The final words of Jesus to his disciples, as he stood on the Mount of Olives before disappearing from their sight were: “you will be my witnesses in Jerusalem and in all Judea and Samaria, and to the end of the earth” (Acts 1:8).
This commission to his followers is clear enough but if you continue reading the book of the Acts of the Apostles you start to realise that it is charting the outworking of that command.
After the introduction in chapter 1, the narrative tells of remarkable events in Jerusalem on the day of Pentecost when Peter and the apostles spoke to the gathered crowds. Regardless of their native tongue, the people heard a remarkable claim – God has created something new, he has raised Jesus his son from the dead! He had been seen alive again and this was the evidence that he was God’s Messiah, not just for Israel but for “everyone who calls upon the name of the Lord” (Acts 2:21). Acts chapter 2 to 7 recount the impact of this extraordinary claim on the people in Jerusalem.
From chapter 8 to 12 the narrative spreads out from Jerusalem to the surrounding countryside – Judea and Samaria. The first non-Jewish converts start to embrace the universal call of the Gospel of Jesus Christ (e.g. Cornelius in Acts 10). Communities of believers start to develop, founded on the ground-breaking concept that no temple or building is required to worship God, the very community itself is the temple – a living temple!
The spread of the message of this new way of living which breaks down barriers (between Jew and Gentile, slave and free, male and female) now starts to snowball. Acts chapters 13 to 20 describe the missionary journeys of Paul through the Roman Empire. His church planting achievements are astonishing, but the work for Paul was all consuming, fraught with both physical danger and the emotional stress of guiding the young Jesus-communities. Despite all this, Paul had one further ambition – to take the Gospel of Jesus to the very centre of the Empire that stood for the opposite of Jesus – to take the Gospel to Rome.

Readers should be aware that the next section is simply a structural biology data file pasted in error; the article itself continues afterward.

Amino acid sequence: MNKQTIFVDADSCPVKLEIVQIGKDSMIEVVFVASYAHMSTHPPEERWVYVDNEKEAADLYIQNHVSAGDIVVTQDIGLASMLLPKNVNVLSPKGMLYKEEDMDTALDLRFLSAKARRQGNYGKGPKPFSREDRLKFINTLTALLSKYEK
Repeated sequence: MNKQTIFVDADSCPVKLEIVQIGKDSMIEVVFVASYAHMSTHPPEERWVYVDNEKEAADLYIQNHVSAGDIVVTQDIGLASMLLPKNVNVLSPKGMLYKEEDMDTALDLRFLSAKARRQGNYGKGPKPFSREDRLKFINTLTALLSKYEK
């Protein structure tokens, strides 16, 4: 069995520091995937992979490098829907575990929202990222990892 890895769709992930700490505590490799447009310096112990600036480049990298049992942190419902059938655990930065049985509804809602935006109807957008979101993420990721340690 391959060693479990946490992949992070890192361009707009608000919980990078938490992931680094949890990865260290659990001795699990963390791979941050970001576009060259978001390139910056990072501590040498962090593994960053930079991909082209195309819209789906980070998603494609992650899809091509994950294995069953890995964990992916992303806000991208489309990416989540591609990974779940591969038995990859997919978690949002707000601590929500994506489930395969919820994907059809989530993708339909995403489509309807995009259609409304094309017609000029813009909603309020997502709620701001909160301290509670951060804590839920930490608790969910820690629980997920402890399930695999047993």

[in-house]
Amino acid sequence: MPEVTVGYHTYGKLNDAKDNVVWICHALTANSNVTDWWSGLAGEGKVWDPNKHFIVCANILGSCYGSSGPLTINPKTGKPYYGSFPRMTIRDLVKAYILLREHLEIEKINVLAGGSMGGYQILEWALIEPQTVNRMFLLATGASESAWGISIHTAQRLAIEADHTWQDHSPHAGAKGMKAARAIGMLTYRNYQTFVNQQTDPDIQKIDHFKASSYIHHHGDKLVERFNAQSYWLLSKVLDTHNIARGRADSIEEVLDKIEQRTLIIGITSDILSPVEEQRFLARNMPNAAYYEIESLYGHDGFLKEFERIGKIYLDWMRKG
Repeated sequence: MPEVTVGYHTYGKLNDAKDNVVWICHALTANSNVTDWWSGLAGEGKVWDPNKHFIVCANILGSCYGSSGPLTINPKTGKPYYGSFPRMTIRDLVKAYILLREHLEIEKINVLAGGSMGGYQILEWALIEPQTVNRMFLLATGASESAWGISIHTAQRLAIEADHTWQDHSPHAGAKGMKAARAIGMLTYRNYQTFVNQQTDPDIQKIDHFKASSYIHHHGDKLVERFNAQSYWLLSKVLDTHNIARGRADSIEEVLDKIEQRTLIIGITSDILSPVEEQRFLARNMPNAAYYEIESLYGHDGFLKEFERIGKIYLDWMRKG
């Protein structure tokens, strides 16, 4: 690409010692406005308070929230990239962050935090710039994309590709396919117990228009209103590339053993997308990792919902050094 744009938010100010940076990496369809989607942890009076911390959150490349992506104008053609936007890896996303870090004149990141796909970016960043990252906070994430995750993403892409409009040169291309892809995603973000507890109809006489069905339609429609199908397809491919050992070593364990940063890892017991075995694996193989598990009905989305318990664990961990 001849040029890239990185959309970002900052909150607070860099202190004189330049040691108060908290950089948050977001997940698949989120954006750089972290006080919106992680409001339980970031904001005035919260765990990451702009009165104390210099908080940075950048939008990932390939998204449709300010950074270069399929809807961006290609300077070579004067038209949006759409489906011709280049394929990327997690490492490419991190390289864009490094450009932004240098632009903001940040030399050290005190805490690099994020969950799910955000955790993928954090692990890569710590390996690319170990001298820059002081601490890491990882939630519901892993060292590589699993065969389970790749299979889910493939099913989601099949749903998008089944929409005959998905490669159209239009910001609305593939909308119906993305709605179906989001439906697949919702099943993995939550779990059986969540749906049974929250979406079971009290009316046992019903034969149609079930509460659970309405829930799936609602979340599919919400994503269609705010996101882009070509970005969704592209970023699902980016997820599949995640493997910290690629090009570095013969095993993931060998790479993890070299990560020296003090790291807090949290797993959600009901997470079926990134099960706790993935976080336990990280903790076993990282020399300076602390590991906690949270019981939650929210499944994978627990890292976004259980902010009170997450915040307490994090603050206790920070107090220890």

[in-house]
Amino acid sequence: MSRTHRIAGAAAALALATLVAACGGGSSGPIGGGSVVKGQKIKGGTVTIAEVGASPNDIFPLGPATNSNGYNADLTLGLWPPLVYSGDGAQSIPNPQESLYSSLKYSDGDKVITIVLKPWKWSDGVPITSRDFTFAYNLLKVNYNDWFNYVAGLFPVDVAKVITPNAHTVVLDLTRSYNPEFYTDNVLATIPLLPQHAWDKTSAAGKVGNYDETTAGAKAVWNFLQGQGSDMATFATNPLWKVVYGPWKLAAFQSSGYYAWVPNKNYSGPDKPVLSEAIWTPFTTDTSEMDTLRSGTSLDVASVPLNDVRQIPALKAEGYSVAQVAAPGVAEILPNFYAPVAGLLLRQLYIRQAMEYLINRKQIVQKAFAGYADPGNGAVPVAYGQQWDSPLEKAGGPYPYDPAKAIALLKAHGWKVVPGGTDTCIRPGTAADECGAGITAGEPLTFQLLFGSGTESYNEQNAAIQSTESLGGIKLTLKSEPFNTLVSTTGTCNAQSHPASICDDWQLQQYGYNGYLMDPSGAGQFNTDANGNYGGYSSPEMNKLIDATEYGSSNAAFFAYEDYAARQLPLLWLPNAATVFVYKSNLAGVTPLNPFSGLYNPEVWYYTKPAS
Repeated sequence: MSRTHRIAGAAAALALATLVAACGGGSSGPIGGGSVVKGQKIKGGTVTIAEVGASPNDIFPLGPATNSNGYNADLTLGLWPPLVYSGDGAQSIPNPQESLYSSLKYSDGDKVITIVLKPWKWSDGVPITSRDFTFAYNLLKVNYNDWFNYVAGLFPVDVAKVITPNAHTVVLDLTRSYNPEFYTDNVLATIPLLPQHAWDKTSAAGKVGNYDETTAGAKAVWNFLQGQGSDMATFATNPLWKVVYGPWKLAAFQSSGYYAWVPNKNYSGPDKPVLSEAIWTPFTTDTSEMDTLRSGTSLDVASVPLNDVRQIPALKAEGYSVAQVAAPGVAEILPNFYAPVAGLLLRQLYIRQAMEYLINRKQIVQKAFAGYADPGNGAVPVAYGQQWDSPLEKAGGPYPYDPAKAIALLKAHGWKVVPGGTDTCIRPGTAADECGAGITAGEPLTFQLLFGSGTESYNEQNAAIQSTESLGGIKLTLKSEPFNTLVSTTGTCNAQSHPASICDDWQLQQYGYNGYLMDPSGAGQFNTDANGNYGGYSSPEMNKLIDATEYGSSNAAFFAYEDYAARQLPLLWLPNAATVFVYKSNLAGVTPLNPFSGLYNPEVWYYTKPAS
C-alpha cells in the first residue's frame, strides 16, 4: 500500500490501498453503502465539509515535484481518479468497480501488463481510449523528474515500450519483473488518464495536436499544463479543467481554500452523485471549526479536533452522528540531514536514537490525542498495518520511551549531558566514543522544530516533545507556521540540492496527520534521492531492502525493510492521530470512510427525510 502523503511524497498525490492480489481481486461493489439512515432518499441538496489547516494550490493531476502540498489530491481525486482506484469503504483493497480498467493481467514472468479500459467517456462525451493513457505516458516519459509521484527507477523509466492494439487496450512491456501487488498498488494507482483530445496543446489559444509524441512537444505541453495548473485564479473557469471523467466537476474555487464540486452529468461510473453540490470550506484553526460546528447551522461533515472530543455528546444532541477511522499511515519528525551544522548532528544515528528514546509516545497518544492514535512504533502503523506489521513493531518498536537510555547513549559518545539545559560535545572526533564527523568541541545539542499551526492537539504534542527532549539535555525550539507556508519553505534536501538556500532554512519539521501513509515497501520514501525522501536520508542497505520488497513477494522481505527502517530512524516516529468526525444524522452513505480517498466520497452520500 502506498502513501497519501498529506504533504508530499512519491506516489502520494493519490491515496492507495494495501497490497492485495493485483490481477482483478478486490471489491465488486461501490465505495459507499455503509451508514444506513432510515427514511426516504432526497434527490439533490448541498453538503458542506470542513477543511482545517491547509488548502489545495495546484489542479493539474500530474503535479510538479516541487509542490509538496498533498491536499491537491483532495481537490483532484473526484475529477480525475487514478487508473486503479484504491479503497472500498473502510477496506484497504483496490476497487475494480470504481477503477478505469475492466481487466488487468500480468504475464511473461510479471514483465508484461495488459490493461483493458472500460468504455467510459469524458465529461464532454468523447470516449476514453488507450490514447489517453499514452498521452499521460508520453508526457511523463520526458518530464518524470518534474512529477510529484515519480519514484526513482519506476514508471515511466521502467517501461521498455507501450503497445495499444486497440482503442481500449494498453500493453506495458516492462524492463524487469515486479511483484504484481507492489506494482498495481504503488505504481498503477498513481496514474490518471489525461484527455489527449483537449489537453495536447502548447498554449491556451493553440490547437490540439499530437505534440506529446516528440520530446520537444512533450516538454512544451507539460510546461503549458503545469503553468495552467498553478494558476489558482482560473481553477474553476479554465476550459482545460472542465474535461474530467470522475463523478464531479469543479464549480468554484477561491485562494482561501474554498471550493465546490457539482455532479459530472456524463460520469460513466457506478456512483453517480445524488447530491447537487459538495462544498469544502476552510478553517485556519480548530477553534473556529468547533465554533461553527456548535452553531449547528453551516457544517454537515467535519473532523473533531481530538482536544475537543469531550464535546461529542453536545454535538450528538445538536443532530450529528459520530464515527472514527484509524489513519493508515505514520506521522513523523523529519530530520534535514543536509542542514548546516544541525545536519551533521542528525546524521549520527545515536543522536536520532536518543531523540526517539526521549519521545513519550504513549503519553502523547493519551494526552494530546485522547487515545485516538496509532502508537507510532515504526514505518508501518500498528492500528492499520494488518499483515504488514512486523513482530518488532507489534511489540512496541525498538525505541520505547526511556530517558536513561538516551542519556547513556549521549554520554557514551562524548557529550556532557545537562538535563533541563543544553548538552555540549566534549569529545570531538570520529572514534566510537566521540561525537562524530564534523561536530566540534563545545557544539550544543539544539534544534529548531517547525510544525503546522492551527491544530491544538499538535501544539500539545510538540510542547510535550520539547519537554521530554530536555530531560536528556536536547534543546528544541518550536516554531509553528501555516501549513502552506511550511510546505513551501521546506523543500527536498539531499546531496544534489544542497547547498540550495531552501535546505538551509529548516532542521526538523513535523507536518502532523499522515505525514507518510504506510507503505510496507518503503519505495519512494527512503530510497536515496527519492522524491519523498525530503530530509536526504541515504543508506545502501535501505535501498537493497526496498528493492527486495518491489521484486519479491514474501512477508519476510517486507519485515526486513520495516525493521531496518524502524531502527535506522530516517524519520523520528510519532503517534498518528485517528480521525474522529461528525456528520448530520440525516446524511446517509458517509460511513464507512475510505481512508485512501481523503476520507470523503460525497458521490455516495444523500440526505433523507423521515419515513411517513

Acts chapters 21 to 28 tell of the unexpected turn of events that eventually brought Paul to Rome, where, even while under house arrest, he actively preached the Gospel and supported the church there. And here is where the book of Acts ends. The Gospel had indeed travelled from Jerusalem, through Judea and Samaria and to the other side of the Empire. It had spread from Jerusalem in the backwater province of Judea to the centre of the world – Rome.
But the book also finishes with this description of the people in Rome who heard Paul: “and some were convinced by what he said, but others disbelieved” (Acts 28:24). It’s almost as if the book is begging the same question of its readers – will you be convinced? Read the book of Acts for yourself, follow the extraordinary history of the spread of the Gospel along with the trials and triumphs of the characters that fulfilled their Master’s commission and perhaps be inspired to take it up yourself!
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